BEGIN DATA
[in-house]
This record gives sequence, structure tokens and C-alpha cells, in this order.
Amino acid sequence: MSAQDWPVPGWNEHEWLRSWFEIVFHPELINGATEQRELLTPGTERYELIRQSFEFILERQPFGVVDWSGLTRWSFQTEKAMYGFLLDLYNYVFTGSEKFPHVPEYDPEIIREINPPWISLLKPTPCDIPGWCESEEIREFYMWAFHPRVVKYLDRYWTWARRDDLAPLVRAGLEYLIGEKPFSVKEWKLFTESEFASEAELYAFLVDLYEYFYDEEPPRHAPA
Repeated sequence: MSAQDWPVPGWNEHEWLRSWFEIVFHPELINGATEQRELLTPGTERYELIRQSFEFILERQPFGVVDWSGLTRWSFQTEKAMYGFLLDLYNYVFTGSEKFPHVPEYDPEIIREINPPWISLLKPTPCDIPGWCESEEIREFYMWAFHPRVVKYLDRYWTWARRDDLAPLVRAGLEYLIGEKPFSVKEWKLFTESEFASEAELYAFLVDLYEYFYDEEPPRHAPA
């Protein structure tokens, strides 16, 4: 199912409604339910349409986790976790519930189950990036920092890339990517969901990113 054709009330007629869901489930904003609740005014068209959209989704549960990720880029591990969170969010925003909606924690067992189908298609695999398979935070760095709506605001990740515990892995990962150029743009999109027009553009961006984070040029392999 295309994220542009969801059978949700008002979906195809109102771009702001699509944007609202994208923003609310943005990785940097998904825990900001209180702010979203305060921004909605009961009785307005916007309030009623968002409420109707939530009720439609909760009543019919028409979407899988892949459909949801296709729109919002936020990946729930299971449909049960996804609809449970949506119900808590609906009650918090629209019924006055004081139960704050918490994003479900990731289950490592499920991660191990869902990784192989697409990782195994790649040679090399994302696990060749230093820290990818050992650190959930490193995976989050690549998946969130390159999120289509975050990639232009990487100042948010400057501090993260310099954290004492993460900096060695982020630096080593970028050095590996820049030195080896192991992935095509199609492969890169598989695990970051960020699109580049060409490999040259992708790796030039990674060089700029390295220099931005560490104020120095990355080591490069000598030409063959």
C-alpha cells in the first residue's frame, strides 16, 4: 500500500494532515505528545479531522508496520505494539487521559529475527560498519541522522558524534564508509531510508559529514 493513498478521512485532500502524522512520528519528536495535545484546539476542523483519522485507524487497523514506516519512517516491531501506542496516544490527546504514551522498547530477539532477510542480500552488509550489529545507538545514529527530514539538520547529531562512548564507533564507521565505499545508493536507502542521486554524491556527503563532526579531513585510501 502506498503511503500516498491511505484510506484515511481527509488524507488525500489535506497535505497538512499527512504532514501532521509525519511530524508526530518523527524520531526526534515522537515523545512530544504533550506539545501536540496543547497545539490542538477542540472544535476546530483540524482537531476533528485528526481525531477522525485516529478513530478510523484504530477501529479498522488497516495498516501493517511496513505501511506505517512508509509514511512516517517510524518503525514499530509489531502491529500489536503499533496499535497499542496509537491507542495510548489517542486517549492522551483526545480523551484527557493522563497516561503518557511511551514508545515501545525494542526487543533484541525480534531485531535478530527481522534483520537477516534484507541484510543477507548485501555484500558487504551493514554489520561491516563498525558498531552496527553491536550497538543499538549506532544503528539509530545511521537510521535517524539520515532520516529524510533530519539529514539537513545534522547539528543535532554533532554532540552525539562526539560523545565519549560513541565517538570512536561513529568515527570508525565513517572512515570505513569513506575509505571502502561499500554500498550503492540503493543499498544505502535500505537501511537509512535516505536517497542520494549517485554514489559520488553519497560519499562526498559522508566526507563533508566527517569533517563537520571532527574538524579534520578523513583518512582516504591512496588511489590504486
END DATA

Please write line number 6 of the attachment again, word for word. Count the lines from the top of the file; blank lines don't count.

C-alpha cells in the first residue's frame, strides 16, 4: 500500500494532515505528545479531522508496520505494539487521559529475527560498519541522522558524534564508509531510508559529514 493513498478521512485532500502524522512520528519528536495535545484546539476542523483519522485507524487497523514506516519512517516491531501506542496516544490527546504514551522498547530477539532477510542480500552488509550489529545507538545514529527530514539538520547529531562512548564507533564507521565505499545508493536507502542521486554524491556527503563532526579531513585510501 502506498503511503500516498491511505484510506484515511481527509488524507488525500489535506497535505497538512499527512504532514501532521509525519511530524508526530518523527524520531526526534515522537515523545512530544504533550506539545501536540496543547497545539490542538477542540472544535476546530483540524482537531476533528485528526481525531477522525485516529478513530478510523484504530477501529479498522488497516495498516501493517511496513505501511506505517512508509509514511512516517517510524518503525514499530509489531502491529500489536503499533496499535497499542496509537491507542495510548489517542486517549492522551483526545480523551484527557493522563497516561503518557511511551514508545515501545525494542526487543533484541525480534531485531535478530527481522534483520537477516534484507541484510543477507548485501555484500558487504551493514554489520561491516563498525558498531552496527553491536550497538543499538549506532544503528539509530545511521537510521535517524539520515532520516529524510533530519539529514539537513545534522547539528543535532554533532554532540552525539562526539560523545565519549560513541565517538570512536561513529568515527570508525565513517572512515570505513569513506575509505571502502561499500554500498550503492540503493543499498544505502535500505537501511537509512535516505536517497542520494549517485554514489559520488553519497560519499562526498559522508566526507563533508566527517569533517563537520571532527574538524579534520578523513583518512582516504591512496588511489590504486